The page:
by Matt Alderton | July 30, 2017
Face-to-face meetings can yield tremendous benefits not only for attendees, but also for their employers. To demonstrate how, meeting planners must have a seat at the corporate table. Understanding the issues that face corporate boards of directors can help them get it. Here are the most pressing, according to the WomenCorporateDirectors Foundation (WCD), which recently released its list of "10 Issues Topping Board Agendas in 2017":

10. Gender Diversity
Having more women in the boardroom challenges boards to ask questions they wouldn't otherwise ask, according to WCD, which says boards increasingly are examining their gender makeup in order to improve confidence in their decision making.

9. Cybercrime
Cybersecurity is no longer the sole domain of IT departments, according to WCD, which says companies increasingly are holding their boards accountable for cyber breaches, too.

8. Crisis Response
In the modern world, every news cycle brings a new crisis to which companies must respond, according to WCD, which says boards must be able to respond by making big decisions quickly and with little information.

7. Business Fundamentals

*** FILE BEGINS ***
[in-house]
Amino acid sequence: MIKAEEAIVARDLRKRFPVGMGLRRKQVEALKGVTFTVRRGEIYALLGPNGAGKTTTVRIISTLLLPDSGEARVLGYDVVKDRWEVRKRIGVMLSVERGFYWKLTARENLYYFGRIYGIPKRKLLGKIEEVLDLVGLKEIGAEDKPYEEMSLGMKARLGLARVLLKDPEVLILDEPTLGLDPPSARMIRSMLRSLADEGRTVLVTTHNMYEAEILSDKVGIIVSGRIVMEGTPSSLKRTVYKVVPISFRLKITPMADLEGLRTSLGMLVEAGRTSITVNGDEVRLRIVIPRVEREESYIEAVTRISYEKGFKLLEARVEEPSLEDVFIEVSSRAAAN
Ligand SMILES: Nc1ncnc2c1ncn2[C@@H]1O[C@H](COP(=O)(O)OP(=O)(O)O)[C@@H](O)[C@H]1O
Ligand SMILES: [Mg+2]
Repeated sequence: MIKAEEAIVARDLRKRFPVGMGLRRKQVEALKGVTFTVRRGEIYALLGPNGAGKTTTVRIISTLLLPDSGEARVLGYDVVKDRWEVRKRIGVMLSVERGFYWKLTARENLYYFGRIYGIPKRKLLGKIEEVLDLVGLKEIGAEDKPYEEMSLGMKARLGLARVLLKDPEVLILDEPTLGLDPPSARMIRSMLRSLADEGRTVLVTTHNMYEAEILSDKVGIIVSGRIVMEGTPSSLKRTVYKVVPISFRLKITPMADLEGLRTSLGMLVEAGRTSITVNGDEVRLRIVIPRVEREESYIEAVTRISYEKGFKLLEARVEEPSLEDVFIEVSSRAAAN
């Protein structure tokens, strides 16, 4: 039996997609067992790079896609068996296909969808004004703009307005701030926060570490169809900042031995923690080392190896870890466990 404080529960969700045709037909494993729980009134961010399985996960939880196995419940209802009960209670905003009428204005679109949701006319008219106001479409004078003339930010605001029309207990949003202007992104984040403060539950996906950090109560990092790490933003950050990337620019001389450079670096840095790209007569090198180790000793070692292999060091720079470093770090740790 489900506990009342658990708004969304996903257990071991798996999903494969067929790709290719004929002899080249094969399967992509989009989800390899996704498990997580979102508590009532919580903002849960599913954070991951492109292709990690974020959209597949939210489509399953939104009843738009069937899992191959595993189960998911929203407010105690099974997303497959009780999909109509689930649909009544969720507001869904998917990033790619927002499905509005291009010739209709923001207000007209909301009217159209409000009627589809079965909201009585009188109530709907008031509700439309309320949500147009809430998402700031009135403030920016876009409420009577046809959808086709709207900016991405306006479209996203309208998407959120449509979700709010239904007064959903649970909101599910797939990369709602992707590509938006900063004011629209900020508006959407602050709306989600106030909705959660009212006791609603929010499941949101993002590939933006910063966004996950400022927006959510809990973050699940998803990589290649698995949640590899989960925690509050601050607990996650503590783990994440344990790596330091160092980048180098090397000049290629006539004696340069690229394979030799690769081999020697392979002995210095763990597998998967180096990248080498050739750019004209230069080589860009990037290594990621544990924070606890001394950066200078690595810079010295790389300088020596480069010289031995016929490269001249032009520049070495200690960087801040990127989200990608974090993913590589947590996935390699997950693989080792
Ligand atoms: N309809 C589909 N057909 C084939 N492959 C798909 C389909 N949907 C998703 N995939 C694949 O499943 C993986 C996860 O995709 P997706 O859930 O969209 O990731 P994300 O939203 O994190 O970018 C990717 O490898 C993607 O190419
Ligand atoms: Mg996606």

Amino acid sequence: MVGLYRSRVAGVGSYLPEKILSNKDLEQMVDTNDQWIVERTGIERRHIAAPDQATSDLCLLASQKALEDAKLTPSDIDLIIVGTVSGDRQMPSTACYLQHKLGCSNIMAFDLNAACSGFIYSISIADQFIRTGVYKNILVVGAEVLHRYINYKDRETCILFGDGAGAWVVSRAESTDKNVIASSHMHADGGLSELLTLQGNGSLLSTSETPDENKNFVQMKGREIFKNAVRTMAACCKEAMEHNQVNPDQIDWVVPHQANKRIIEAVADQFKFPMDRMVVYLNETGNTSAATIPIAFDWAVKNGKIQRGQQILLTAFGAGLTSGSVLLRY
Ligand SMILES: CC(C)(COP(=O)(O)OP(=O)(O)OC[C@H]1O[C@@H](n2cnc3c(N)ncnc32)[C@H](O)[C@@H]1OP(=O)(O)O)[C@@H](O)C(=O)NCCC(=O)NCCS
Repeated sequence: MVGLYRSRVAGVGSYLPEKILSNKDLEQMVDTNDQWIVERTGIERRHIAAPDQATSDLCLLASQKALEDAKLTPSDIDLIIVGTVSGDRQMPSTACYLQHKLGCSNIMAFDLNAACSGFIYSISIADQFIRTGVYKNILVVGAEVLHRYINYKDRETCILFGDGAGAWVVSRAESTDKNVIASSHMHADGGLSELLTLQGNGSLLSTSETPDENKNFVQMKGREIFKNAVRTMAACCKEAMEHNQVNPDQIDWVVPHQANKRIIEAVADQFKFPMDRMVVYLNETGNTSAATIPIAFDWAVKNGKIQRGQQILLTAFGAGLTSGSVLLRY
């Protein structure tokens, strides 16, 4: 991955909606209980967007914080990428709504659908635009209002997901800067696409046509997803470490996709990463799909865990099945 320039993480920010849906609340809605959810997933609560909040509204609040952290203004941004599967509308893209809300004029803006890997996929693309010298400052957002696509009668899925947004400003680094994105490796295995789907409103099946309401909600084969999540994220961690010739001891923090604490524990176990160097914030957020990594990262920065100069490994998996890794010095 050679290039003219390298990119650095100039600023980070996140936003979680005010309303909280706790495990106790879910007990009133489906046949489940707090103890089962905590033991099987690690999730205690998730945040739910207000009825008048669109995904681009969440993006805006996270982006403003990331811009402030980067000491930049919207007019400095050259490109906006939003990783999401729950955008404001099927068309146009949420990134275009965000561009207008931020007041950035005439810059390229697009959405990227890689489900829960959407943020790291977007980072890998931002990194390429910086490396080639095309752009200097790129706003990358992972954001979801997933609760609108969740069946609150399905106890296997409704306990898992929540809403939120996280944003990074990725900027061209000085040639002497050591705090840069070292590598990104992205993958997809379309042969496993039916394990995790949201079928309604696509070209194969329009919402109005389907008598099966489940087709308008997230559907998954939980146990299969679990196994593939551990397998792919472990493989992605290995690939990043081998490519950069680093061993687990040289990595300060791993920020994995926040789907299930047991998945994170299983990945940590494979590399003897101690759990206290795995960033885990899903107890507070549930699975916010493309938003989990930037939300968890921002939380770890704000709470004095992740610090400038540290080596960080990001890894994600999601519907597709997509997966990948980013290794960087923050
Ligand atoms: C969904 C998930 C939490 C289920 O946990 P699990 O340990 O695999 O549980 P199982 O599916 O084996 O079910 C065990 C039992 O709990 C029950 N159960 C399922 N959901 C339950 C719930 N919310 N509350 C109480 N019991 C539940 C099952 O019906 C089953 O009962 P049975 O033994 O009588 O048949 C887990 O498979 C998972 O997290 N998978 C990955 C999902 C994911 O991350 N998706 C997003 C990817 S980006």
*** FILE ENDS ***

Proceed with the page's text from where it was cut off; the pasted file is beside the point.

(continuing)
Industries have gotten so complex that companies often lose sight of the basics, according to WCD, which says boards must remember the "simple stuff" to be successful.

6. Innovative Partnerships
Boards are discovering unique partnerships that are unlocking new opportunities for growth for the companies they serve, according to WCD.

5. Workforce Transformation
In the face of massive change, boards must determine the best way to evolve their company's workforce, according to WCD.

4. Innovation Culture
To survive in an age of disruption, companies must out-innovate their competitors; boards can help them do so, WCD suggests, by consciously cultivating a culture of innovation.

3. Business Democratization
Successful boards are learning to operate in a "newly horizontal world" where information flows in all directions -- including up to senior leaders from consumers and junior employees.

2. Shareholder Activism
Boards used to reject activist shareholders; increasingly, however, they're embracing them, according to WCD, which says shareholder activism can help boards make better, clearer decisions.

1. Disruption
In order to succeed, businesses increasingly are told they must be "disruptive"; according to WCD, however, boards have a responsibility to ensure that disruption actually meets a consumer need.

Source: WomenCorporateDirectors Foundation